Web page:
“More than 700,000 Michigan residents have contracted COVID-19 with the resulting health impacts of the disease, and the social and economic impacts of quarantine, job and wage loss,” she said. “More than 17,000 people have died and thousands of survivors are suffering longer-term health effects.”
Some enrollees mentioned that previously they had turned to hospital emergency departments for urgent dental needs. The study's authors noted that Medicaid coverage in Michigan improves patients' access to primary health care as well as basic dental care. In both settings, providers can identify patients at risk of oral health problems and suggest treatments for problems so they can be addressed before they worsen.
Study co-author Romesh Nalliah, professor at the university’s school of dentistry, said that the inclusion of adult dental coverage in Medicaid and other plans could help reduce the disparities in oral health that he and others have documented.
In 2019, Mr. Nalliah and colleagues published data showing that while the oral health gap between Black and white Americans had narrowed between 1999 and 2014 — the year before Medicaid expansion took effect under the Affordable Care Act — there were still disparities in dental visits and tooth loss due to caries and gum disease.
“We concluded that although there seems to be evidence of equality, equity still eludes us,” Mr. Nalliah said.
Ultimately, oral health has important influences on people's overall health, Dr. Kieffer said, especially those who are low-income.
“Oral infections, abscesses, ulcerations and inflammation from periodontal disease are important components of overall health, affecting multiple body systems and functioning,” she said. “There is evidence that poor oral health influences diabetes, cardiovascular disease, coronary artery disease and pregnancy-related risks. Poor condition of the teeth and gums affects nutritional adequacy, and mental health due to embarrassment, anxiety and reduced social interaction and self-esteem. Pain disrupts sleep and other aspects of physical and emotional well-being. Good oral health promotes overall physical and mental health.”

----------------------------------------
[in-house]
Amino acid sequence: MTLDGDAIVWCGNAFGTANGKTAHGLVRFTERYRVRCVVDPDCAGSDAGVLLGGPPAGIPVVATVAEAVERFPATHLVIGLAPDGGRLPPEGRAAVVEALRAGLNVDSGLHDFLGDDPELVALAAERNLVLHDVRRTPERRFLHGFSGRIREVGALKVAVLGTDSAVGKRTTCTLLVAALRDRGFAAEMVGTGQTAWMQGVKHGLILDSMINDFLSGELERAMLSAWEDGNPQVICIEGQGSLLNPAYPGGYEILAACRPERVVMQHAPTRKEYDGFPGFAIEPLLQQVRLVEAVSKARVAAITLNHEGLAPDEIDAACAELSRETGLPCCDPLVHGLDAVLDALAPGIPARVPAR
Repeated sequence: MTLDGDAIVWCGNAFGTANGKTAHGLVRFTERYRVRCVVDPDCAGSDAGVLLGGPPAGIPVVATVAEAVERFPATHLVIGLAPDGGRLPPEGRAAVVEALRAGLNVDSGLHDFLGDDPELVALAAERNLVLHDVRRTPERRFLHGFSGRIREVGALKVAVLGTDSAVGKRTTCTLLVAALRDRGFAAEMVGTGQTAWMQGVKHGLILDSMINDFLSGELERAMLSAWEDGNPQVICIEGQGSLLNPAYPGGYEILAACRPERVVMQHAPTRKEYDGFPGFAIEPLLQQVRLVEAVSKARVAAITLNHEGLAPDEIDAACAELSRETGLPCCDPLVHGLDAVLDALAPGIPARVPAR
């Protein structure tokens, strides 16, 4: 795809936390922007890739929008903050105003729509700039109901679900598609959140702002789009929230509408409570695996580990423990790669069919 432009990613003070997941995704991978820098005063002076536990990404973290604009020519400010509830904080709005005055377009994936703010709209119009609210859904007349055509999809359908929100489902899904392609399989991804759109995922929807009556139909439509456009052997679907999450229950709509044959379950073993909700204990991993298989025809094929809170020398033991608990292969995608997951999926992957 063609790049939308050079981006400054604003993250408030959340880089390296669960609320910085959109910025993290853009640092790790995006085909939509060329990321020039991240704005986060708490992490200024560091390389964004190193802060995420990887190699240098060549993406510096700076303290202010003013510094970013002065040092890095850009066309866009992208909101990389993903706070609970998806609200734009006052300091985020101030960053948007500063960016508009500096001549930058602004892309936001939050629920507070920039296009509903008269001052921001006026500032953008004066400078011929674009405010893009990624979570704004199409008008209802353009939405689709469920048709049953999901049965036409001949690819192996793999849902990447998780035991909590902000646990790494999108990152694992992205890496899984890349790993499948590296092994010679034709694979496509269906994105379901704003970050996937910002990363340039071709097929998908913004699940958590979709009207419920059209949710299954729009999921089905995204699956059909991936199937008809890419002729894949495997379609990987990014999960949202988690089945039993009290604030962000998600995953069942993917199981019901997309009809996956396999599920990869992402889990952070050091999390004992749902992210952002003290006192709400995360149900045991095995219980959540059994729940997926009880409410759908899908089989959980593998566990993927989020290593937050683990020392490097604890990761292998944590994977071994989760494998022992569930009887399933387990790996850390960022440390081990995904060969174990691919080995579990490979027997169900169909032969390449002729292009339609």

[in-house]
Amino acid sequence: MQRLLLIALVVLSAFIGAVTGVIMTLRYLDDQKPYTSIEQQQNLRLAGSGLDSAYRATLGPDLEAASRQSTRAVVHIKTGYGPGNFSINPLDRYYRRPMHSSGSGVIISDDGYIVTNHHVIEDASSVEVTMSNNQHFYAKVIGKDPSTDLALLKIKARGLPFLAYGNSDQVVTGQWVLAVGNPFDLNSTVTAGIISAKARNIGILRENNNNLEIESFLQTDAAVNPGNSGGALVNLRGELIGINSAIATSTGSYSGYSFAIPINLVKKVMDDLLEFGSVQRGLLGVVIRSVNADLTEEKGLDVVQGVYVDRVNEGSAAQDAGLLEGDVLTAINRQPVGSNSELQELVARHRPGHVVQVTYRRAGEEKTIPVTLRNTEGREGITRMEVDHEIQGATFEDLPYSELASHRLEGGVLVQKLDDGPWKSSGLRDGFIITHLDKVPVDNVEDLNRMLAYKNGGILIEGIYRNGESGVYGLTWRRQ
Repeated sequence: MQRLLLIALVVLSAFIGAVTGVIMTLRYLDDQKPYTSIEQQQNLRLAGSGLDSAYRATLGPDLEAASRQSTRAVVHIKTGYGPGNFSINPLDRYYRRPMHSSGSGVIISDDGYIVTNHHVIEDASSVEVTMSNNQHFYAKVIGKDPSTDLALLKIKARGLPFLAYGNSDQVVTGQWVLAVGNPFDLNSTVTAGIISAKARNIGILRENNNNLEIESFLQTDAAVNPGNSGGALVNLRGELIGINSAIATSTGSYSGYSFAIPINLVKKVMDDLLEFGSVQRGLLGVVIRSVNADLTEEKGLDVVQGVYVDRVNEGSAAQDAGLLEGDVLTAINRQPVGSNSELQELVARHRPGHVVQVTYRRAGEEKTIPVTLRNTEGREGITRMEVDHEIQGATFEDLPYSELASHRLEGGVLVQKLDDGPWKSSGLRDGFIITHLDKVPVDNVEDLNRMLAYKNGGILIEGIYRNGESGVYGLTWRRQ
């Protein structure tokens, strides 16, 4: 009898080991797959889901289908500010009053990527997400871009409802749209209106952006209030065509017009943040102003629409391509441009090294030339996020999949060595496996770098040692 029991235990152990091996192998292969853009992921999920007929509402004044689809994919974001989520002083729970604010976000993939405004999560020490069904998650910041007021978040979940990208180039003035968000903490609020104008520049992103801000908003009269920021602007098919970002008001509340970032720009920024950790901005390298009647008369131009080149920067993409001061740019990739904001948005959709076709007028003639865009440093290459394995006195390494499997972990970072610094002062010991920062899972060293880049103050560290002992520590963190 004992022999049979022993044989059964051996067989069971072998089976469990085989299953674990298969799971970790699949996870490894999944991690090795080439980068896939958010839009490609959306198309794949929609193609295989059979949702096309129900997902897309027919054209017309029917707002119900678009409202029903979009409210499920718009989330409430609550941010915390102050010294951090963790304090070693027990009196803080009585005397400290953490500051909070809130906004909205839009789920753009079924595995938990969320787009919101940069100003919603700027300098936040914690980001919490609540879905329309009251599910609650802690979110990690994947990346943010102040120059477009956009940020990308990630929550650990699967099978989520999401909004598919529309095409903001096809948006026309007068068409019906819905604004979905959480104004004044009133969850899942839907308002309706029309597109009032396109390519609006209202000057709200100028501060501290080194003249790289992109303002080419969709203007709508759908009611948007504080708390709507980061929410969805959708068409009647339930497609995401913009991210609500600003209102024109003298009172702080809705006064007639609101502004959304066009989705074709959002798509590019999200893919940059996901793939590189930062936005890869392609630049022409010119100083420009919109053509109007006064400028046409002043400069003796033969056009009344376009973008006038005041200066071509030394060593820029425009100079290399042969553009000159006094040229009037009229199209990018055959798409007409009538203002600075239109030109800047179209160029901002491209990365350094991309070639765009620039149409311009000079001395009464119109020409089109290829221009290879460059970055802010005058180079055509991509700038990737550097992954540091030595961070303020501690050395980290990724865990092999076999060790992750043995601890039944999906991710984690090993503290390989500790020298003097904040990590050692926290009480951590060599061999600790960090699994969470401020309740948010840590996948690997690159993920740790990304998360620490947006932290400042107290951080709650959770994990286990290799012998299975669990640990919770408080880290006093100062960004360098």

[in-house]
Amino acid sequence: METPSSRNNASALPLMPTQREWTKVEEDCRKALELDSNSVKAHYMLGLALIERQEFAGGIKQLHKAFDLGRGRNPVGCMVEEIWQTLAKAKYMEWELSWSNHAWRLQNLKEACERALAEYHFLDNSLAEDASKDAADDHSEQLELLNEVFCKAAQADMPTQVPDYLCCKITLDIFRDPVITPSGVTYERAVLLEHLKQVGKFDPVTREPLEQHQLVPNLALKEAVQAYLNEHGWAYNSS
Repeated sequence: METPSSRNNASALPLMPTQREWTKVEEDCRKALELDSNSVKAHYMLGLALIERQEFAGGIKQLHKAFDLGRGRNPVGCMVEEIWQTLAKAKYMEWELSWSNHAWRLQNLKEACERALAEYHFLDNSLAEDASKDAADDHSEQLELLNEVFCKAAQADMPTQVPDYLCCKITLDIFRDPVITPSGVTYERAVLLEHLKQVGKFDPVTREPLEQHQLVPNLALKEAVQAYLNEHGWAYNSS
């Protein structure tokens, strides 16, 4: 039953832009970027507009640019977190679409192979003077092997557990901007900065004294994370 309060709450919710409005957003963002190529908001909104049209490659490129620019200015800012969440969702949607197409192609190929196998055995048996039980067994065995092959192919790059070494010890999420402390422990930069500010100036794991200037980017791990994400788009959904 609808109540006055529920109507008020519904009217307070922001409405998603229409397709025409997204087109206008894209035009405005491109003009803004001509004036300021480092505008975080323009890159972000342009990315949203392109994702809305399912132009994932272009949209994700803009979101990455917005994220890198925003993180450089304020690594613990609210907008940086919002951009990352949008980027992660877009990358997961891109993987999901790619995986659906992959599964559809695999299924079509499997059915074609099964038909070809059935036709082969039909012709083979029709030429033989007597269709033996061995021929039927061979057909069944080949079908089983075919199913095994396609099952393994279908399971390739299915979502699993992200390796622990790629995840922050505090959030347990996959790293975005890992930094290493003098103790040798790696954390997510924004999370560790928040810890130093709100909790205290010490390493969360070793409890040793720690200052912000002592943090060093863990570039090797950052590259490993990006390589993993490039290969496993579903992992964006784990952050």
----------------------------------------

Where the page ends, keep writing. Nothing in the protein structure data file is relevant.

Asymptomatic carriage of SARS-CoV-2 is a potentially significant source of transmission, yet remains relatively poorly understood. The study "SARS-CoV-2 Positivity in Asymptomatic-screened Dental Patients" published in the Journal of Dental Research (JDR), investigated SARS-CoV-2 infection in asymptomatic dental patients to inform community surveillance and improve understanding of risks in the dental setting.
Thirty-one dental care centers across Scotland invited asymptomatic screened patients over the age of five to participate. During the patient visit, trained dental teams took a combined oropharyngeal and nasal swab sample using standardized Viral Transport Medium containing test kits. Over a 13-week period, 4,032 patients were tested and of these 22 (0.5%; 95%CI 0.5%, 0.8%) tested positive for SARS-CoV-2. The positivity rate increased over the period, commensurate with uptick in community prevalence identified across all national testing monitoring data streams. The COVID-19 positivity rate in this patient group reflected the underlying prevalence in the community at the time.
This surveillance program had several advantages including using trained dental teams for the collection of high quality and complete data and samples. Moreover, there was no need for the clinical teams to use additional personal protective equipment as they were already wearing it to provide dental care and the patients could receive care despite periods of lockdown restriction.